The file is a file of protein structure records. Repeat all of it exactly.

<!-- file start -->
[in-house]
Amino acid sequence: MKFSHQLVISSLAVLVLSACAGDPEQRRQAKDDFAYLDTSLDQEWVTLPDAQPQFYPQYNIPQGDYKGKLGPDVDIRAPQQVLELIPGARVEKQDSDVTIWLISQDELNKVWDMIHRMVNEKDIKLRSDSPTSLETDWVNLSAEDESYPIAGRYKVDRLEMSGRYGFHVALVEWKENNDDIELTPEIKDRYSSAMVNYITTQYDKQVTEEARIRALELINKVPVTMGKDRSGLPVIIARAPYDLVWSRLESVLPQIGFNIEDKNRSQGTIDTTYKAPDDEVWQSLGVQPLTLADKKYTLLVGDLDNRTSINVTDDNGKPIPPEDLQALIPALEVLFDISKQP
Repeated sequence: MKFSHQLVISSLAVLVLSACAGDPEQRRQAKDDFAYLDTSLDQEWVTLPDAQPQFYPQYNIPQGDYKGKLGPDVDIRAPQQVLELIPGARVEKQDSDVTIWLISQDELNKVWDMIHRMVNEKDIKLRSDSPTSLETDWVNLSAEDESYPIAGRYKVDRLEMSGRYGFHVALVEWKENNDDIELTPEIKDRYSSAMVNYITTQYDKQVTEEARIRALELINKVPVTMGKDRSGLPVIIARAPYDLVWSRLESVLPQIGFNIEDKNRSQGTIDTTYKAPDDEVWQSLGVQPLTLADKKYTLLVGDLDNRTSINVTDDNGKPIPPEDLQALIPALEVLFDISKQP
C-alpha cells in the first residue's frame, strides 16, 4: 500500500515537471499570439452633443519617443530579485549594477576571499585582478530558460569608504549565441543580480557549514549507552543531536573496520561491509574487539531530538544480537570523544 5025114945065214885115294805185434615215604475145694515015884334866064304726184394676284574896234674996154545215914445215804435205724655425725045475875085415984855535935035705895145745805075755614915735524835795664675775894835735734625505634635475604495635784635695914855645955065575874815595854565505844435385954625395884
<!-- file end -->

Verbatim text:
[in-house]
Amino acid sequence: MKFSHQLVISSLAVLVLSACAGDPEQRRQAKDDFAYLDTSLDQEWVTLPDAQPQFYPQYNIPQGDYKGKLGPDVDIRAPQQVLELIPGARVEKQDSDVTIWLISQDELNKVWDMIHRMVNEKDIKLRSDSPTSLETDWVNLSAEDESYPIAGRYKVDRLEMSGRYGFHVALVEWKENNDDIELTPEIKDRYSSAMVNYITTQYDKQVTEEARIRALELINKVPVTMGKDRSGLPVIIARAPYDLVWSRLESVLPQIGFNIEDKNRSQGTIDTTYKAPDDEVWQSLGVQPLTLADKKYTLLVGDLDNRTSINVTDDNGKPIPPEDLQALIPALEVLFDISKQP
Repeated sequence: MKFSHQLVISSLAVLVLSACAGDPEQRRQAKDDFAYLDTSLDQEWVTLPDAQPQFYPQYNIPQGDYKGKLGPDVDIRAPQQVLELIPGARVEKQDSDVTIWLISQDELNKVWDMIHRMVNEKDIKLRSDSPTSLETDWVNLSAEDESYPIAGRYKVDRLEMSGRYGFHVALVEWKENNDDIELTPEIKDRYSSAMVNYITTQYDKQVTEEARIRALELINKVPVTMGKDRSGLPVIIARAPYDLVWSRLESVLPQIGFNIEDKNRSQGTIDTTYKAPDDEVWQSLGVQPLTLADKKYTLLVGDLDNRTSINVTDDNGKPIPPEDLQALIPALEVLFDISKQP
C-alpha cells in the first residue's frame, strides 16, 4: 500500500515537471499570439452633443519617443530579485549594477576571499585582478530558460569608504549565441543580480557549514549507552543531536573496520561491509574487539531530538544480537570523544 5025114945065214885115294805185434615215604475145694515015884334866064304726184394676284574896234674996154545215914445215804435205724655425725045475875085415984855535935035705895145745805075755614915735524835795664675775894835735734625505634635475604495635784635695914855645955065575874815595854565505844435385954625395884